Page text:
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  • Editorial: Vote NO to one-cent sales surtax

    Michael Gold, Founding Editor

    When you cast your ballot for the General Election in St Johns County, whether by mail, during Early Voting which started today, or on Election Day at your home precinct on November 8, 2022, in addition to a mixed bag of candidates running for municipal, county, regional, state and national offices, as part of a countywide precinct referendum, you will be asked to vote “for” or “against” a one-cent sales surtax.

    I hope all Historic City News readers in St Johns County will join me and vote AGAINST this avoidable financial burden. My good friend and County Commissioner Paul Waldron, who passed away last week, was the only voice of the people who stood up against the other developer-financed commissioners who are pushing this agenda forward.  Paul can no longer speak for you, but I sure can.

    At the end of your ballot, you will be asked to vote on three proposed constitutional amendments and one local referendum titled, “St Johns County ten-year sales surtax to fund countywide public infrastructure and improvements”.

    The wording of the referendum question reads, “To provide for safer neighborhoods, reduce traffic congestion, and improve roadways and public facilities, shall St Johns County levy a one-cent sales surtax for a period of ten years to fund road improvements, alternative transportation facilities, and infrastructure for law enforcement, emergency services, public parks, recreation facilities, libraries, stormwater management, and coastal erosion management projects, beginning on January 1, 2023?”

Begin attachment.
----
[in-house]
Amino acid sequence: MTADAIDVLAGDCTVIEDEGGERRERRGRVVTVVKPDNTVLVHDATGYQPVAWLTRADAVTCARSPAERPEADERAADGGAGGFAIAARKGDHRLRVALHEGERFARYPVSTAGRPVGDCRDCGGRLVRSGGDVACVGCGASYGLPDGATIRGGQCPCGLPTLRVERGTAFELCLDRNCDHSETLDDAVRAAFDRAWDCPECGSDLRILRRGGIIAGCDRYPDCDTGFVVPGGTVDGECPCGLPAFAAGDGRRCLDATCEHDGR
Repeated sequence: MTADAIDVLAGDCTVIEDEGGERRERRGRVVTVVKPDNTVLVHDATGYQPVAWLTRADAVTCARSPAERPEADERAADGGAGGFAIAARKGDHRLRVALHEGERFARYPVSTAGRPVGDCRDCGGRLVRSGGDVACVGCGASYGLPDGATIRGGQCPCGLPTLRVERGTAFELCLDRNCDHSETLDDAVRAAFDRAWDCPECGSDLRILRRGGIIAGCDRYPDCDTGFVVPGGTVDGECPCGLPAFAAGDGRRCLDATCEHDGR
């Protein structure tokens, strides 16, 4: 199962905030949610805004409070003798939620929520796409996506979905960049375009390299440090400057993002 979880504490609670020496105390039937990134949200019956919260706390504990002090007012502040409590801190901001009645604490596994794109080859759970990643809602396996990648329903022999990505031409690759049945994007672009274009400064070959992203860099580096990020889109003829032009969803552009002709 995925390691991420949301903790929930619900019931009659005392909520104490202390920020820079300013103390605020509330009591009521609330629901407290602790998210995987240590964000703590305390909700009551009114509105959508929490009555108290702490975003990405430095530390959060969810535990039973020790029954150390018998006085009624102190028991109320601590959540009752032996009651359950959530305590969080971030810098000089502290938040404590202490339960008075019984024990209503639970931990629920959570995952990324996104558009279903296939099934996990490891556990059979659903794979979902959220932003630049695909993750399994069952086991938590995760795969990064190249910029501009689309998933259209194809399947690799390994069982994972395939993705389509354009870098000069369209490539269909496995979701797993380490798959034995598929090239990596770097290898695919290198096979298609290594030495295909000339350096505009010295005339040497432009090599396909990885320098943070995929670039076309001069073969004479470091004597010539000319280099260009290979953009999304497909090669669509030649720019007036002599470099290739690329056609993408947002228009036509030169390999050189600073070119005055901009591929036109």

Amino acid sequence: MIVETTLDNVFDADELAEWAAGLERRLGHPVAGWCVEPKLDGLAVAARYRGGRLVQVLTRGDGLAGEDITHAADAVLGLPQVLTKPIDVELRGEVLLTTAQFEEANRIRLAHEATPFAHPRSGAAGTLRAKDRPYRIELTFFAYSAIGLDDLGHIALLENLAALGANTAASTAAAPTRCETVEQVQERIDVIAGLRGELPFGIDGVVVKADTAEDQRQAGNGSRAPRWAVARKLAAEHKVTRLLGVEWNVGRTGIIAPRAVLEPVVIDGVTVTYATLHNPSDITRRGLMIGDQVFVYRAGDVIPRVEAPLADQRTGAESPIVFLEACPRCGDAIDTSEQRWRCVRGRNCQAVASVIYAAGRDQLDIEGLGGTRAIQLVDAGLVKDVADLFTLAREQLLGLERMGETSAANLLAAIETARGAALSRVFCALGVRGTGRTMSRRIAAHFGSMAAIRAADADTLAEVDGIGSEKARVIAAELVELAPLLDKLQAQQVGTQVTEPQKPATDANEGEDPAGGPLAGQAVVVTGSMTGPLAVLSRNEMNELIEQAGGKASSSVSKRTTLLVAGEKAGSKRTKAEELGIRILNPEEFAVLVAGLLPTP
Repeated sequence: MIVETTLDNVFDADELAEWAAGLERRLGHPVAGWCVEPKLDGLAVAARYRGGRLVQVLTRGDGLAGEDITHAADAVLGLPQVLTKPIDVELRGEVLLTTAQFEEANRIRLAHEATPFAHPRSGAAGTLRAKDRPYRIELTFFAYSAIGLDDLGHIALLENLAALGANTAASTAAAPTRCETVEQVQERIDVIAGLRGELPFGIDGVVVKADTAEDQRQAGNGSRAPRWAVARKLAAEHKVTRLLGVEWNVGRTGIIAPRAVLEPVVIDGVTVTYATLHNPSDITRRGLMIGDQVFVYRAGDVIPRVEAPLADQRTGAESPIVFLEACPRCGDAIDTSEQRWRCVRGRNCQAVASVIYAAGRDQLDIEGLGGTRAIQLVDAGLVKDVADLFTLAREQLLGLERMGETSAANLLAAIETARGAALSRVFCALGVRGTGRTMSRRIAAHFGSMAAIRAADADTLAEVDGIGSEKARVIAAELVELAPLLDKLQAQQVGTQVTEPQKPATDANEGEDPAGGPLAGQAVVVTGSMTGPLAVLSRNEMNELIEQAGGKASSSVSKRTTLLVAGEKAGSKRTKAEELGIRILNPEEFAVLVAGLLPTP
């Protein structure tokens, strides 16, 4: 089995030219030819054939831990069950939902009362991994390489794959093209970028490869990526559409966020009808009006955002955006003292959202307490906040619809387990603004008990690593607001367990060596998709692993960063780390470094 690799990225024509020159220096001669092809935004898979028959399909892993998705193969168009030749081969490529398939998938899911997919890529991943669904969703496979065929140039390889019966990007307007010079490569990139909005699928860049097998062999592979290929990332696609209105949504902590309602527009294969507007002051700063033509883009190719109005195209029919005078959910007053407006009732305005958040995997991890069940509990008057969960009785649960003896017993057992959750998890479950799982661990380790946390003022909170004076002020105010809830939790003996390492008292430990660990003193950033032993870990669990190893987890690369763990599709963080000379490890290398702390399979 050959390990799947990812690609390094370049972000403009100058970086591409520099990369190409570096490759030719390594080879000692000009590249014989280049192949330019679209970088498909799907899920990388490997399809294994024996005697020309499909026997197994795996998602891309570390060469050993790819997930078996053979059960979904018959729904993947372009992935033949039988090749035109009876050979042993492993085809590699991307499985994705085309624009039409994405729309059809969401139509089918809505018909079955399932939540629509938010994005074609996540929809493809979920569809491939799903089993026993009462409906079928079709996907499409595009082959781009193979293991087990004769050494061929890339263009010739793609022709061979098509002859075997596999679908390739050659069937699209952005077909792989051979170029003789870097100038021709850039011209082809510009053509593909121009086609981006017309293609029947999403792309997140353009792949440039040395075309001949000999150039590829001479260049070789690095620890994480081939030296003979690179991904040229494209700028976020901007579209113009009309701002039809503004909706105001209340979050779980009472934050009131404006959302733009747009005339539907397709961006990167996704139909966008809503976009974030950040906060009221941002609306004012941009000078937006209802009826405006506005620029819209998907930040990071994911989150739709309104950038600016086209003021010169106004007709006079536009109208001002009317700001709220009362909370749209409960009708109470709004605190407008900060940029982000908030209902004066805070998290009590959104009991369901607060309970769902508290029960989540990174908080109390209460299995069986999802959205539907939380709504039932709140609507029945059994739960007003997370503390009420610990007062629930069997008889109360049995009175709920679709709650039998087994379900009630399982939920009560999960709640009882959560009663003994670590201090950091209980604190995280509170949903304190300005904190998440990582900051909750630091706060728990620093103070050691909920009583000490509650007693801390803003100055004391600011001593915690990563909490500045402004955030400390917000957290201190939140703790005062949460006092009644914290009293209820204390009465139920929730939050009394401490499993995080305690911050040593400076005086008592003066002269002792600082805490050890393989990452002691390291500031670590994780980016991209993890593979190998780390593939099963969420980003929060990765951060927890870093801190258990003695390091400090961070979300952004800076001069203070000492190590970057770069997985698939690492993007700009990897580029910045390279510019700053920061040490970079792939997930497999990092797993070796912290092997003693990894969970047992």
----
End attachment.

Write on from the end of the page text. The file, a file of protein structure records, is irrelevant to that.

You will be asked to mark your ballot, either “FOR THE ONE-CENT SALES TAX” or “AGAINST THE ONE-CENT SALES TAX”.

    City and County managers are the authors of the 20-year backlog of deferred maintenance that is proposed to be remedied with a half-billion dollars in tax funds that could be raised from consumers over the next ten years.

    Those same managers have demonstrated that they are poor stewards of our tax dollars, yet we are being led to believe that if we agree to further obligate ourselves to turn over about $49,626,914 additionally to St Johns County, $2,986,098 to the City of St Augustine, and $1,336,779 to the City of St. Augustine Beach, they will be able to clean up their mess.

    Further, there are no specific guarantees as to how all, or any part of, those estimated new taxes will be spent. There simply aren’t any obligations on the manager’s part to fund any future project at any financial level.

    And, the elected city and county commissioners have demonstrated an unwillingness to hold those managers accountable for their poor spending decisions. Ironically, a vote to adopt this new consumer tax will hold the taxpayers accountable for the next 10 years.

    Please do the right thing. Vote AGAINST THE ONE-CENT SALES TAX.

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